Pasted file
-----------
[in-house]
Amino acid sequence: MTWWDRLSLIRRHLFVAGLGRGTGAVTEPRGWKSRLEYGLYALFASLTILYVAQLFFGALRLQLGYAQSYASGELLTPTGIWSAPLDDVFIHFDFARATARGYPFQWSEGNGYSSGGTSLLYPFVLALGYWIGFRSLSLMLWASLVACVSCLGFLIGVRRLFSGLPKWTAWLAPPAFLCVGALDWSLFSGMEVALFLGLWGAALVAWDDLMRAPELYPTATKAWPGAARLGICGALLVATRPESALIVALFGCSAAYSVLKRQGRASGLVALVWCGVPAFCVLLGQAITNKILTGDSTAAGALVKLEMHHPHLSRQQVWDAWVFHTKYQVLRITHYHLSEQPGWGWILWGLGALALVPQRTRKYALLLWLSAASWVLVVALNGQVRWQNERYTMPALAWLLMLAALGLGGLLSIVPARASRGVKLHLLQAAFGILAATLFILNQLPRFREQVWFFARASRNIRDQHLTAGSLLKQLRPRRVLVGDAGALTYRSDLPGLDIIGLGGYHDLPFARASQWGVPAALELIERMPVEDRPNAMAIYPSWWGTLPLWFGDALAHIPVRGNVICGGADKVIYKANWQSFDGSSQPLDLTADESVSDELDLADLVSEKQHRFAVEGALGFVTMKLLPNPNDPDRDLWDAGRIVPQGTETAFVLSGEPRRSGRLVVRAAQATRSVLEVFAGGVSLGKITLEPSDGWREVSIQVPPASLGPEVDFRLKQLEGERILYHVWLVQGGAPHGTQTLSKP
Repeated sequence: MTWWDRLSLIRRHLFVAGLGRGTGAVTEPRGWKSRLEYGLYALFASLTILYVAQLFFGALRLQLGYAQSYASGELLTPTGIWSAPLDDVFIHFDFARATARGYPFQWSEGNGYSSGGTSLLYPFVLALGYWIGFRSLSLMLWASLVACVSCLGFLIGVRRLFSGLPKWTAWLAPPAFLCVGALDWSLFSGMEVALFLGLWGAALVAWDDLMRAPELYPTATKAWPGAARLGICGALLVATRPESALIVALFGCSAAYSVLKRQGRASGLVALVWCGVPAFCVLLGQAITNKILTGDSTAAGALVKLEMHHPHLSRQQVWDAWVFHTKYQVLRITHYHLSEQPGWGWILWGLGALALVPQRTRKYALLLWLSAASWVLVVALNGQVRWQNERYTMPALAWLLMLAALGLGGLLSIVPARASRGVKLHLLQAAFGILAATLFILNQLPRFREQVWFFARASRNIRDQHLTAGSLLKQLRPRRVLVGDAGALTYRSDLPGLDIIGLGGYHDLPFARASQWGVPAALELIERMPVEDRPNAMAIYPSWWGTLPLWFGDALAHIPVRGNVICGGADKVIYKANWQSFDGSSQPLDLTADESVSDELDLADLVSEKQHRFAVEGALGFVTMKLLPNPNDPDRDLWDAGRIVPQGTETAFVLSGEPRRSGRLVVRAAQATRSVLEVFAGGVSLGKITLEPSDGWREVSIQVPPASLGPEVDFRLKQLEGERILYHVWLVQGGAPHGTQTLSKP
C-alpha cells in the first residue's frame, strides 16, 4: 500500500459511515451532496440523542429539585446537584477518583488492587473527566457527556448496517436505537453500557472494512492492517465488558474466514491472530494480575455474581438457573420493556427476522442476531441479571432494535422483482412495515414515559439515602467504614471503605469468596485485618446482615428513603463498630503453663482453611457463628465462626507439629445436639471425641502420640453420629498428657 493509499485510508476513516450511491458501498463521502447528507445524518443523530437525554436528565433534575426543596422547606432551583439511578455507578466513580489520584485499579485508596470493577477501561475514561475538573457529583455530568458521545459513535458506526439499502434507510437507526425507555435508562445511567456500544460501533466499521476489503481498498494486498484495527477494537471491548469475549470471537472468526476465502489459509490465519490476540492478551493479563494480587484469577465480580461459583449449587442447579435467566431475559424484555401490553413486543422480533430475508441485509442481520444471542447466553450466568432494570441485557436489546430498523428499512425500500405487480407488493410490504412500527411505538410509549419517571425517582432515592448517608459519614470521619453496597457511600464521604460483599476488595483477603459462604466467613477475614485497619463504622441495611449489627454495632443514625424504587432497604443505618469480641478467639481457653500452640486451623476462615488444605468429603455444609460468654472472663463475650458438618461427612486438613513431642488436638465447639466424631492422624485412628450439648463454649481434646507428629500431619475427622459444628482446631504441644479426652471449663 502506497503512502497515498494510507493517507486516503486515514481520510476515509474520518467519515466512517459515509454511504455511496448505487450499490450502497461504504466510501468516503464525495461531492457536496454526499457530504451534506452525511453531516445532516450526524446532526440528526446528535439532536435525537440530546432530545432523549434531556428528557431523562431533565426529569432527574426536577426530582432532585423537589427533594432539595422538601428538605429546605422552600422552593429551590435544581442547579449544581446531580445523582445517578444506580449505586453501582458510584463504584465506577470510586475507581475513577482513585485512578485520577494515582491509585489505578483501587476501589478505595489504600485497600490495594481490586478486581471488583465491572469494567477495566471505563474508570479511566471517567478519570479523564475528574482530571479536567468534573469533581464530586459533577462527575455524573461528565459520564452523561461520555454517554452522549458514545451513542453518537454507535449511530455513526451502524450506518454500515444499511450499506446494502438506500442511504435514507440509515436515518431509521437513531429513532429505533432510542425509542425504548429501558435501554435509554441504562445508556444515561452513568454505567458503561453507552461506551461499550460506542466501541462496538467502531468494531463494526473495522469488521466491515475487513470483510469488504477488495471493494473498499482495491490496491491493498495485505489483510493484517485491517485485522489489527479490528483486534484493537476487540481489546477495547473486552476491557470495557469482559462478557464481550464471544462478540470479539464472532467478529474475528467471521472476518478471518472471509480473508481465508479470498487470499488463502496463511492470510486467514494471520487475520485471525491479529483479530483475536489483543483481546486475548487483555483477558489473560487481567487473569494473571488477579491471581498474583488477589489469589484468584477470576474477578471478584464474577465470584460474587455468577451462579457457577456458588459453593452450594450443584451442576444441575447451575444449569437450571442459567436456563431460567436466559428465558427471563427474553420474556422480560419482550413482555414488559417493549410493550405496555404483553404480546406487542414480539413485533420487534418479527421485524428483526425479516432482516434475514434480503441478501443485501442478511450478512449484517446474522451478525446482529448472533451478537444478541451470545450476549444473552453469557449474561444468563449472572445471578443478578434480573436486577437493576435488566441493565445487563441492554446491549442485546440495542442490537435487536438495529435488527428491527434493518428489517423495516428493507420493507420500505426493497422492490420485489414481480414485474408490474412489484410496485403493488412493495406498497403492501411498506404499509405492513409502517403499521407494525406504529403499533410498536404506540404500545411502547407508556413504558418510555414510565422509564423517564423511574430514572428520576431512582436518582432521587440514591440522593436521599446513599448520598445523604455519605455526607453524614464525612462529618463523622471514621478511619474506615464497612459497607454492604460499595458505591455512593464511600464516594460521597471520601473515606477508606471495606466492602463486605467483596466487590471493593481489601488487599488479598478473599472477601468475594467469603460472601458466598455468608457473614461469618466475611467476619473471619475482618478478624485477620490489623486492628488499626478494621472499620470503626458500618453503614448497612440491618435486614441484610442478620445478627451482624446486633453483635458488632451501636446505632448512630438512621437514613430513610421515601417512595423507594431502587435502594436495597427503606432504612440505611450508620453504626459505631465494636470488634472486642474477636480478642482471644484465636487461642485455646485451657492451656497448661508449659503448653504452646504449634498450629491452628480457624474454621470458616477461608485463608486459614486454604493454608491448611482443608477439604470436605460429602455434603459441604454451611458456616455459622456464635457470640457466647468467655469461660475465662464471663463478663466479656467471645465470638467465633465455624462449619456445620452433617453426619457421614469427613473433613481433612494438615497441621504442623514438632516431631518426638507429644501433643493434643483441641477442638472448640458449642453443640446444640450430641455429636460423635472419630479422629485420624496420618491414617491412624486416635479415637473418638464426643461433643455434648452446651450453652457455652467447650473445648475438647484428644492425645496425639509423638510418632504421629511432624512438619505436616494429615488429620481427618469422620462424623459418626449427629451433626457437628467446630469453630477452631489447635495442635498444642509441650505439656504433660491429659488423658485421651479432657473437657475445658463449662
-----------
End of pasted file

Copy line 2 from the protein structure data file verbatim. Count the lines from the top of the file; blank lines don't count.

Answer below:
Amino acid sequence: MTWWDRLSLIRRHLFVAGLGRGTGAVTEPRGWKSRLEYGLYALFASLTILYVAQLFFGALRLQLGYAQSYASGELLTPTGIWSAPLDDVFIHFDFARATARGYPFQWSEGNGYSSGGTSLLYPFVLALGYWIGFRSLSLMLWASLVACVSCLGFLIGVRRLFSGLPKWTAWLAPPAFLCVGALDWSLFSGMEVALFLGLWGAALVAWDDLMRAPELYPTATKAWPGAARLGICGALLVATRPESALIVALFGCSAAYSVLKRQGRASGLVALVWCGVPAFCVLLGQAITNKILTGDSTAAGALVKLEMHHPHLSRQQVWDAWVFHTKYQVLRITHYHLSEQPGWGWILWGLGALALVPQRTRKYALLLWLSAASWVLVVALNGQVRWQNERYTMPALAWLLMLAALGLGGLLSIVPARASRGVKLHLLQAAFGILAATLFILNQLPRFREQVWFFARASRNIRDQHLTAGSLLKQLRPRRVLVGDAGALTYRSDLPGLDIIGLGGYHDLPFARASQWGVPAALELIERMPVEDRPNAMAIYPSWWGTLPLWFGDALAHIPVRGNVICGGADKVIYKANWQSFDGSSQPLDLTADESVSDELDLADLVSEKQHRFAVEGALGFVTMKLLPNPNDPDRDLWDAGRIVPQGTETAFVLSGEPRRSGRLVVRAAQATRSVLEVFAGGVSLGKITLEPSDGWREVSIQVPPASLGPEVDFRLKQLEGERILYHVWLVQGGAPHGTQTLSKP